My father was a really great natural talented singer, a great interpreter of Ballads from the British Isles, as well as having a real feel for the Blues and Bluegrass. Dad was a poor boy from Indiana, so he grew up among black folks, and his ancestors hailed from Scotland and Ireland, like Bill Monroe, father of Bluegrass and many Appalachian folk musicians. I think Dylan knew he was the real thing. That was why he sang so good. My mom tells me that Bob loved my father's singing, and thought he was a stellar talent. I don’t have any archives of my folks playing with Dylan, unfortunately, only a couple of recordings of my dad survived, but if you listen to them, it is clear why Dylan thought he was one of the best singers he had heard at the time.

Nell: David Satterfield and I did the soundtrack for "Guns of the Trees", an early underground black and white film in the mode of John Cassavetes, directed by Village Voice film critic Jonas Mekas. Allen Ginsberg is also on the soundtrack. We performed under the names "Sara and Gaither Wiley". Dylan does NOT appear on the soundtrack. We suggested to Mekas that he should use Dylan but he chose to use us instead. So goes history.

When was the last time you met Dylan?

Our last face to face encounter with Dylan was in 1963 when he came over to the apartment where we were staying in NYC to visit. By this time he had an entourage and it was apparent that everyone wanted a piece of him.

Do you still listen to his music? Any favorite albums? What do you think of this newer stuff?

If I listen to him, it is usually the earlier stuff. I have not been listening to his newer stuff. I recently played fiddle on a demo where the producer wanted me to sound like Scarlet Rivera on Desire, so I listened to that album several times in the last month. I can’t say I have a favorite album but I do know when I was younger that each Dylan release was a cultural event. His lyrics were dissected for arcane meanings, we listened to each album over and over, etc. This was during the sixties when I was living collectively with a group of political activists connected with Students for a Democratic Society. When "Like a Rolling Stone" hit the mainstream airwaves, we knew that this was going to revolutionize American culture. Unfortunately, this prophecy has turned out to be only partially true.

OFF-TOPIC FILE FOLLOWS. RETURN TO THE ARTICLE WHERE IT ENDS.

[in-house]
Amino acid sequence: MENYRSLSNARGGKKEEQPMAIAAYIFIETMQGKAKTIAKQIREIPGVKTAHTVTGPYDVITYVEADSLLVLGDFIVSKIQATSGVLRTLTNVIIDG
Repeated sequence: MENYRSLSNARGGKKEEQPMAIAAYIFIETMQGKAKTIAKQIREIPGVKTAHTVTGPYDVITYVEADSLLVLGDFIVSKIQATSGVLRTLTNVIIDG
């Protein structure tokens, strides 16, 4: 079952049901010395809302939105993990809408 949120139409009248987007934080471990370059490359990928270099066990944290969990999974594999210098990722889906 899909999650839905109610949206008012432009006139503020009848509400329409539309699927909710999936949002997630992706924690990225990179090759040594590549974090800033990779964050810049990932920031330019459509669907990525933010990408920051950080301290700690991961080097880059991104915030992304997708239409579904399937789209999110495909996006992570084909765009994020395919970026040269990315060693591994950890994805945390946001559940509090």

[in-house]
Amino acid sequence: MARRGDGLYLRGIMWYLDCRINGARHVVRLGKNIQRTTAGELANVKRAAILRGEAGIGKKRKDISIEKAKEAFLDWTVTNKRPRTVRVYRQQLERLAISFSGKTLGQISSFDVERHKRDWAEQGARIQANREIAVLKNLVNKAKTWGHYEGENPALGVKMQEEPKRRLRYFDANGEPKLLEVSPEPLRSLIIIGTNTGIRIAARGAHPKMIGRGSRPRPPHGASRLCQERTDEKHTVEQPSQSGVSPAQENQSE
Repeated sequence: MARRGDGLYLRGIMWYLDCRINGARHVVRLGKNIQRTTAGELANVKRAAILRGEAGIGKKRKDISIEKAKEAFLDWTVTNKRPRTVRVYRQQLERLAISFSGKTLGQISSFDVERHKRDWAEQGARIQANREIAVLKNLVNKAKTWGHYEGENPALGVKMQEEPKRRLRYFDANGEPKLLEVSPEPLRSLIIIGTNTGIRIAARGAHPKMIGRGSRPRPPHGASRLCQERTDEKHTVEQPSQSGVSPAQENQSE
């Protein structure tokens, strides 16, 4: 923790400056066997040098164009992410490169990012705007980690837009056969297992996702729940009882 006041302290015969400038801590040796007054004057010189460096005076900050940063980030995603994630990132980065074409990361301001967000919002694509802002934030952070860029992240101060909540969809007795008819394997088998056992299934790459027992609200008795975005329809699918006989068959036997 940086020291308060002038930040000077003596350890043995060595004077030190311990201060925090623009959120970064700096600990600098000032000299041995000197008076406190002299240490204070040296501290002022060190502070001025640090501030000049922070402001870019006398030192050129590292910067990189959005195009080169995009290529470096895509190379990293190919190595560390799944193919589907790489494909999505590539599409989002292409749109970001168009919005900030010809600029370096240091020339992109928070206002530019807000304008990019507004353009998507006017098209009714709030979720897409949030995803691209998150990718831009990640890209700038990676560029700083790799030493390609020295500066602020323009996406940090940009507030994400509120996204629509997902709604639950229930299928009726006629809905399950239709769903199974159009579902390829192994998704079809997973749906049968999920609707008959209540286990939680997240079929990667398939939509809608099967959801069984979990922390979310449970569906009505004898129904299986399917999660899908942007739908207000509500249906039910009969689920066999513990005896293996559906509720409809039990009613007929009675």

Bob Dylan and his songs are still an important part of your life?

Cordelia: Dylan has always been part of my life - the background music to the film of my life...as I said, my son was even named after him, and I can't really think about my dad without also thinking about Bob Dylan. We listened to Dylan all the time growing up, certain albums remind me of my dad so much, who died in 2000.

Nell: Cordelia’s father, a brilliant man and a gifted singer whom Dylan admired, died at age 59 after many years as a practicing alcoholic.

Have you ever discovered anything in Dylan’s lyrics that could be a reference to your story?

Cordelia: I think that in "Bob Dylan’s Dream" from 1963 he wrote about those early years in Greenwich Village, when he sings: "While riding on a train going West, I fell to sleep for to take my rest, I dreamed a dream that made me sad, concerning myself and the first few friends I had."

Have you ever contacted Dylan after 1963?

Nell: I have not tried to contact him. I figure I will run into him somewhere, sometime. I live in Nashville, so I figure I will run into him eventually. I have not tried to contact him because it seems like it would be a hassle.

Cordelia: When my dad died in November 2000, Roger Salloom, a singer/songwriter and friend of my parents, tried to get to Dylan to let him know the news. He was never able to reach him, and I am not sure if Dylan would remember my parents from 45 years earlier anyway, although as my mom says, they were very close friends at one time, and my dad’s singing and knowledge of folk and blues made a big impression on Dylan apparently, so perhaps he would remember him. Maybe your website will help him remember.

Your father and Dylan were about the same age, right?

Their birthdays are exactly a month apart. Also Bob and my dad had their motorcycle accidents within a few days of each other. My dad was in the hospital with a concussion. My mom broke her shoulder.

A simple twist of fate?

Dad always felt it was syncronicity...

(Interview from June 2006 by Mike Hobo for "Mike Hobo’s Legendary Bob Dylan Website"; Reprint only with permission.)

For additional information please visit these websites:

Cordelia Satterfield Hanna: http://wholisticmaternalnewbornhealth.org/
Roger Salloom: http://www.rogersalloom.com
Nell Levin: http://www.tennesseeprogressreport.org

MIKE HOBO | June 23, 2006 | INTERVIEWS, PEOPLE


User comments

tom farrell October 19, 2009
Cordelia, Nell: Do you still exist? Nice to see your names and hear your voices. Tom Farrell